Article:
A Tribute To Youth: Dazed and Confused

Remember your teens? It’s easier for some than others. The years we spend as teenagers are a time dedicated to discovering yourself and growing into the person you going to be for the rest of your life. At least that’s what they tell me. And by they, I mean Uncle Ben. Thanks Uncle Ben.

Honestly, your time in college and the years following them are probably more monumental for a person’s coming of age than high school could ever be. But high school’s still important! It’s when a lot of us started dating or experimenting with drinking and drugs. For many of us, it’s the final moments we spent living with our Moms and Dads before going out into something a bit more like “the real world.” There’s a romance to it.

And it’s that romance that’s makes high school movies one of my favorite sub-genres of film. Pretty in Pink, Grease, and Mean Girls; what do all of these movies have in common outside of their setting? They romanticize the hell out of being a teenager, so much so that they probably did more to fuel stereotypes about high school cliques than they did to dispel them.

And yet, despite definitely having “the romance” of high school at heart. I wouldn’t dare suggest that any of these movies are really about being a teenager. How could I? It’s all too grand! These characters and their problems, while definitely rooted in reality, hardly convey what living in that reality would actually be like.

That’s where Dazed and Confused comes in. Dazed and Confused doesn’t spent much time setting up a large central conflict for it’s characters to resolve and instead follows them through the last day of school. Don’t get me wrong, there are themes of coming of age here/the characters do have a central goal of making the most of the first day of summer, but there’s a lack of urgency to the movie that’s refreshing when placed beside movies like Empire Records and Sixteen Candles.

For those unfamiliar with this movies writer/director, Richard Linklater is the master of telling relatable stories in a slow-burning, thoughtful way. His movies play out so delicately and, despite the common themes of identity and self-actualization that’s found in them, a lot of his movies manage to remain light and energetic.

Dazed and Confused is one of those movies. The idea of a movie that’s built around teenagers aimlessly driving around and looking for a way to ring in the summer probably sounds like a snooze-fest to some, but those scenes hit home in such a unique and timeless way in this film that they serve as a the highlight of the picture for me. The scenes that follow a more conventional sense of action (such as the ones that follow the seniors chasing/paddling freshmen) is fun, sure, but the way those moments fall by the wayside towards the middle of the film is way more interesting. With the exception of one character, O’Bannion (Ben Affleck), nobody even cares about the fact that Mitch Kramer (Wiley Wiggins) was methodically hunted and paddled by a bunch of day-drinking seniors. And that easy going/forgive and forget mentality is so high school, and it can be found everywhere in Dazed.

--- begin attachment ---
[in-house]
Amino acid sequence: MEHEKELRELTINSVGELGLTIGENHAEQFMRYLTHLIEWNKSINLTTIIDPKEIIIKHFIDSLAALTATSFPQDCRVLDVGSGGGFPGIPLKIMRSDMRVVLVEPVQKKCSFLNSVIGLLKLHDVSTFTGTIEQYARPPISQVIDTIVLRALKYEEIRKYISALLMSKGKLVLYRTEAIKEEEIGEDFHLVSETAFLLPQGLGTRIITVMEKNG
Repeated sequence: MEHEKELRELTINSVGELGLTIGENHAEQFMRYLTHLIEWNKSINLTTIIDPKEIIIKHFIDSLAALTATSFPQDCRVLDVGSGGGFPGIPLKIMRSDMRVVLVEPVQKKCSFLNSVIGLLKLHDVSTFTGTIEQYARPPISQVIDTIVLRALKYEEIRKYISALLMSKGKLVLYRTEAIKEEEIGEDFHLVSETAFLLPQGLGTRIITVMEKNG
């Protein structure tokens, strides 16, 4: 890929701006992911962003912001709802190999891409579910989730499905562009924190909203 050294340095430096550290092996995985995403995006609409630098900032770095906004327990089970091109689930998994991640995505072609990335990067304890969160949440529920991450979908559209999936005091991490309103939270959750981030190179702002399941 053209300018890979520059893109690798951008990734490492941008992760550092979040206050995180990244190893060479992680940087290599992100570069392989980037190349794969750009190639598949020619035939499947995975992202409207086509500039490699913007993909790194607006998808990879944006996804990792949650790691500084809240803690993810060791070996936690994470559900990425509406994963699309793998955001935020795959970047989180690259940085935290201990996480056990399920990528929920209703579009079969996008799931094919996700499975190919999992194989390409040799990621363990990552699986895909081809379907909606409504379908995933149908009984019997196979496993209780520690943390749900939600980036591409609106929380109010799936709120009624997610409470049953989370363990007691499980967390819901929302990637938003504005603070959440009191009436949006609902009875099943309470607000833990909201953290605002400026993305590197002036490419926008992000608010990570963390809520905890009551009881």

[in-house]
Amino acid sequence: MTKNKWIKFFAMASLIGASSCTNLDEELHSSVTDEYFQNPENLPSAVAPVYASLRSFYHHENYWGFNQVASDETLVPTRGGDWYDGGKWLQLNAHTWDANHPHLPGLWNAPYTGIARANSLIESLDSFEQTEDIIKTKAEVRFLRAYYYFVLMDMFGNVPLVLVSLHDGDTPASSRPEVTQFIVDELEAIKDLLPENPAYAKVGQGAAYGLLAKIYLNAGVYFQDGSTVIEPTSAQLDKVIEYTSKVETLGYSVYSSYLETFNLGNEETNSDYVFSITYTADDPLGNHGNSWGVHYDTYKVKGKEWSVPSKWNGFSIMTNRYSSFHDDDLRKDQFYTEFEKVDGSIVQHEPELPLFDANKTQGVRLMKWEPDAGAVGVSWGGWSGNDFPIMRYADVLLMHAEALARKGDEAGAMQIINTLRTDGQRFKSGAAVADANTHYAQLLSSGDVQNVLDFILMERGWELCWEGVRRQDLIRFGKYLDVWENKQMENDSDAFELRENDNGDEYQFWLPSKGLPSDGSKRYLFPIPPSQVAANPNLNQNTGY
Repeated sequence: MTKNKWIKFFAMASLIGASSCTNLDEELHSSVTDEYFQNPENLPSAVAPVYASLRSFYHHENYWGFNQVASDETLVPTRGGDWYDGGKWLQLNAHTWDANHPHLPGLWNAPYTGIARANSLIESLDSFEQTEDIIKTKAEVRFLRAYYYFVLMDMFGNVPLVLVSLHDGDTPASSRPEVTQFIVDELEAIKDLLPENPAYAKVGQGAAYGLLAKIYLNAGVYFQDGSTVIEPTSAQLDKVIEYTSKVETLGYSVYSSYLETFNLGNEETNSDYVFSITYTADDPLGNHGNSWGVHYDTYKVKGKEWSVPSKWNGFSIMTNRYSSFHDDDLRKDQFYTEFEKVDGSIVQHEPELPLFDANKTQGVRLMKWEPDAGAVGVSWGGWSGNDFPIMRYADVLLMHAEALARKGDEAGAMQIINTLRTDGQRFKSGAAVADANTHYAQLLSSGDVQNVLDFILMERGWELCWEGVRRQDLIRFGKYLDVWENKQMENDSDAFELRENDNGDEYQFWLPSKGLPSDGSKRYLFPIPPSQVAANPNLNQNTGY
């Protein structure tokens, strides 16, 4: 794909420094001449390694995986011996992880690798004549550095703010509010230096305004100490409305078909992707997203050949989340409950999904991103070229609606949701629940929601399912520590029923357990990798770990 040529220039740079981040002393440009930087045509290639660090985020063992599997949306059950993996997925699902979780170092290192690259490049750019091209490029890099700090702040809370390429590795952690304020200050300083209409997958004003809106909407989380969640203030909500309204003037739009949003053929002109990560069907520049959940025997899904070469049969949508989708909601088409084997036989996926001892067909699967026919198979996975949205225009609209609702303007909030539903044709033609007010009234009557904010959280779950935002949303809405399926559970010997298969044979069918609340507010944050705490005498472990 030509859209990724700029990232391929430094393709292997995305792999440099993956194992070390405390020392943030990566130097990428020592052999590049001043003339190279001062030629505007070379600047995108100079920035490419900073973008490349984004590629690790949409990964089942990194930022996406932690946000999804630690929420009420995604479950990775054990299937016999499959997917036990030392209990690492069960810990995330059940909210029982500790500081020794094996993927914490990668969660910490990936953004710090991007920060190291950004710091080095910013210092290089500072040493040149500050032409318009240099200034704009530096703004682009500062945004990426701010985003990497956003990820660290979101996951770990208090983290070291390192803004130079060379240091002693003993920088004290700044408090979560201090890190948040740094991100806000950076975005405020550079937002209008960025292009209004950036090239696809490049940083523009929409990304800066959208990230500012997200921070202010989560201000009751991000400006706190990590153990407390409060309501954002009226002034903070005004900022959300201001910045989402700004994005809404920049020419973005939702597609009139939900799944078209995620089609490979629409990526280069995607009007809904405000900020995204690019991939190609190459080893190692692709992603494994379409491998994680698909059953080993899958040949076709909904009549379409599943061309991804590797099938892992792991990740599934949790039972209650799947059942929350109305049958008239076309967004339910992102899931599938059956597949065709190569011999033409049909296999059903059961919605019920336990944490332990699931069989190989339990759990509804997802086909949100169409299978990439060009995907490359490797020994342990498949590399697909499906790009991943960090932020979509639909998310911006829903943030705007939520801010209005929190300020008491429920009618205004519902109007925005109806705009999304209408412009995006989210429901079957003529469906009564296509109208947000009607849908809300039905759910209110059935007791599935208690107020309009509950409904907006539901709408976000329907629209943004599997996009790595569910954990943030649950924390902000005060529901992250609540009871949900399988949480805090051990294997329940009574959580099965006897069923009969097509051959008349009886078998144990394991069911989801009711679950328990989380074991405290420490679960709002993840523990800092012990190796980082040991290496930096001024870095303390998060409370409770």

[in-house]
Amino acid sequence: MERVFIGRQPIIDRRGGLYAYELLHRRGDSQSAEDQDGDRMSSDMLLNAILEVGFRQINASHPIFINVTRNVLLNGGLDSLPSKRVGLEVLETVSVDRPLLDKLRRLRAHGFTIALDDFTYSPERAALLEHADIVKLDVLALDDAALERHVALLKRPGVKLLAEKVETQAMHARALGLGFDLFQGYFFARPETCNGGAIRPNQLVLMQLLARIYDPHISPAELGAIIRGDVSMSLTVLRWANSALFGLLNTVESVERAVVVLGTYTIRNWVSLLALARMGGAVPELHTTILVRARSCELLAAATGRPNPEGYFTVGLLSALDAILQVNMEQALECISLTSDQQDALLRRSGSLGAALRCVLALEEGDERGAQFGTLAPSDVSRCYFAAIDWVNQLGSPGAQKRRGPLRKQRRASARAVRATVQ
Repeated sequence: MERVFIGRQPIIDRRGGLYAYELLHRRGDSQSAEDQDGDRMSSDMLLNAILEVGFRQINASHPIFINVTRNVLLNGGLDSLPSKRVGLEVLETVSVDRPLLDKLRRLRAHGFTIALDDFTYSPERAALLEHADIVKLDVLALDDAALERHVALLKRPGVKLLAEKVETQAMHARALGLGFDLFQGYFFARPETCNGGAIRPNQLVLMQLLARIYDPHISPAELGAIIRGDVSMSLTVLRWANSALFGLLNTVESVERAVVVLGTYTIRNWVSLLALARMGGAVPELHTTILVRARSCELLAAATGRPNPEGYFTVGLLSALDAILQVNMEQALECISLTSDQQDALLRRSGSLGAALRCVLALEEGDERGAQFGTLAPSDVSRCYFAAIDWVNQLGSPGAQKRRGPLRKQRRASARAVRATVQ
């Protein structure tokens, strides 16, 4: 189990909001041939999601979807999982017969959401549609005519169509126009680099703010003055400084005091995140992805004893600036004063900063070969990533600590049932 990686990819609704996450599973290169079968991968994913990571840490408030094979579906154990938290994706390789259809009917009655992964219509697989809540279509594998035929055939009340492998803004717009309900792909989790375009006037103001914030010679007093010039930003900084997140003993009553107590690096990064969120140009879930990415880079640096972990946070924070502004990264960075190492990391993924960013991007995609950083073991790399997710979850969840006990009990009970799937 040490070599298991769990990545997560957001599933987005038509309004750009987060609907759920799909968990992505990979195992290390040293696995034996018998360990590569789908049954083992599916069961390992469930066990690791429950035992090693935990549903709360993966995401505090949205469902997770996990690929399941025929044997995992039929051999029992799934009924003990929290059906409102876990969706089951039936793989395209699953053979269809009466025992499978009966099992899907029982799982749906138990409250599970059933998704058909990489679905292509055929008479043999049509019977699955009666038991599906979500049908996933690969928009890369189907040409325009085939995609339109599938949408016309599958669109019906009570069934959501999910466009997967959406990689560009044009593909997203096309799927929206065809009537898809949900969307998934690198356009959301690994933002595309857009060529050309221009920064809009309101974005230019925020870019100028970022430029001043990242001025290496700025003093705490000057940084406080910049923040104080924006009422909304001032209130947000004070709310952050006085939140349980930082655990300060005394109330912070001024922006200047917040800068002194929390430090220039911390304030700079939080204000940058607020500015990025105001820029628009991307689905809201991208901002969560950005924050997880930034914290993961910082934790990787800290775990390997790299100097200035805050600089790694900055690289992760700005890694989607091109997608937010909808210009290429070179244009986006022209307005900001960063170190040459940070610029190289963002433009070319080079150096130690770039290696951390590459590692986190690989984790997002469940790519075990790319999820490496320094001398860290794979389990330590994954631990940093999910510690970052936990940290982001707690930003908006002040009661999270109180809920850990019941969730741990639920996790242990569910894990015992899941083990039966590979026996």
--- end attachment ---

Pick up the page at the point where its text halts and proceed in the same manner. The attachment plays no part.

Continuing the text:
The movies apparent aimlessness is what makes it so endearing. The way it regulates getting payback on O’Bannion to being a single sequence in favor of a few more vignettes of teenage driving is the perfect description of high school. In other movies, the idea of getting back at the bully would have dominated the second and third acts of the story. But that just isn’t realistic. A movie that dedicates that much screen time to a revenge plot is missing the reality of what being a teenager is like. In real life, Ferris gets suspended from high school, Bender probably goes to juvie, and every other John Hughes character feels at least a bit less triumphant by the end of their respective stories. But by making the final goal of these characters something as vague as getting Aerosmith tickets, Dazed and Confused taps into the experiences that actually stick with teenagers like socializing with friends and the simple act of living.

As much as I love John Hughes movies, they never quite end the way I want them to. I’m not saying I hate the ending to The Breakfast Club or anything, but there’s something a lot more sincere to the way Dazed ends for me. Instead of freezing on Bender on the football field like he just experienced the apex of life, we get a shot of a couple friends on a country road looking for their next adventure. And that just sounds a lot more my high school experience than the ending to The Breakfast Club ever could.

Look, it’s a given that Dazed and Confused is a good movie. It’s got one of the best movie soundtracks of all time, it features a ton of top tier actors before they hit their break, and it’s a great movie to put on and have a drink to. So like… Watch it. Rewatch it? Watch it if you haven’t before and rewatch it if you had. It’s a good one.

Dig this article? No? Aw… Well it’d be a lot cooler if you did. If you wanna hear more of my thoughts on Dazed and Confused, you can do just that by listening to our episode on the 1993 movie from your favorite podcast player! Oh, you could also use this groovy Spotify player:

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